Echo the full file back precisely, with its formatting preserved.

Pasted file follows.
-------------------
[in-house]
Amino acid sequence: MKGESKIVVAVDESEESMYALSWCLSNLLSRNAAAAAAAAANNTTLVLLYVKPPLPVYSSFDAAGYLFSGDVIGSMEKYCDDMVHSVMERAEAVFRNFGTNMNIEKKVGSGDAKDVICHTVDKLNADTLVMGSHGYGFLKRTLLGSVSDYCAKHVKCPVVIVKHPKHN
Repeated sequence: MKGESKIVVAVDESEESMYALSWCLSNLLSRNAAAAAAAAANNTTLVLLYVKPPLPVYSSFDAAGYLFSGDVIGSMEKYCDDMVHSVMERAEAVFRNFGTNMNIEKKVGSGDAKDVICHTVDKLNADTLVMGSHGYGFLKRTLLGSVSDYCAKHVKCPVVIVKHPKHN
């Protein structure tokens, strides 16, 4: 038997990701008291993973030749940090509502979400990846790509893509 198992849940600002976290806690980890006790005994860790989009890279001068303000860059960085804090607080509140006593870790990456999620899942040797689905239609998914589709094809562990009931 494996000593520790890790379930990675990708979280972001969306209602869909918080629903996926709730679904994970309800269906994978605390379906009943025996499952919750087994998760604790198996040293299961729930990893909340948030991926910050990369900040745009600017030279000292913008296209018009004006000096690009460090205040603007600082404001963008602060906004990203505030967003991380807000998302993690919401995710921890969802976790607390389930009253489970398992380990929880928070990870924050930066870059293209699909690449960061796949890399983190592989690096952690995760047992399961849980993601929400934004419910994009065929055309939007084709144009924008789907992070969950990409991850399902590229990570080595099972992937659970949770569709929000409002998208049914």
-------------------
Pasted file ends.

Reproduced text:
[in-house]
Amino acid sequence: MKGESKIVVAVDESEESMYALSWCLSNLLSRNAAAAAAAAANNTTLVLLYVKPPLPVYSSFDAAGYLFSGDVIGSMEKYCDDMVHSVMERAEAVFRNFGTNMNIEKKVGSGDAKDVICHTVDKLNADTLVMGSHGYGFLKRTLLGSVSDYCAKHVKCPVVIVKHPKHN
Repeated sequence: MKGESKIVVAVDESEESMYALSWCLSNLLSRNAAAAAAAAANNTTLVLLYVKPPLPVYSSFDAAGYLFSGDVIGSMEKYCDDMVHSVMERAEAVFRNFGTNMNIEKKVGSGDAKDVICHTVDKLNADTLVMGSHGYGFLKRTLLGSVSDYCAKHVKCPVVIVKHPKHN
């Protein structure tokens, strides 16, 4: 038997990701008291993973030749940090509502979400990846790509893509 198992849940600002976290806690980890006790005994860790989009890279001068303000860059960085804090607080509140006593870790990456999620899942040797689905239609998914589709094809562990009931 494996000593520790890790379930990675990708979280972001969306209602869909918080629903996926709730679904994970309800269906994978605390379906009943025996499952919750087994998760604790198996040293299961729930990893909340948030991926910050990369900040745009600017030279000292913008296209018009004006000096690009460090205040603007600082404001963008602060906004990203505030967003991380807000998302993690919401995710921890969802976790607390389930009253489970398992380990929880928070990870924050930066870059293209699909690449960061796949890399983190592989690096952690995760047992399961849980993601929400934004419910994009065929055309939007084709144009924008789907992070969950990409991850399902590229990570080595099972992937659970949770569709929000409002998208049914």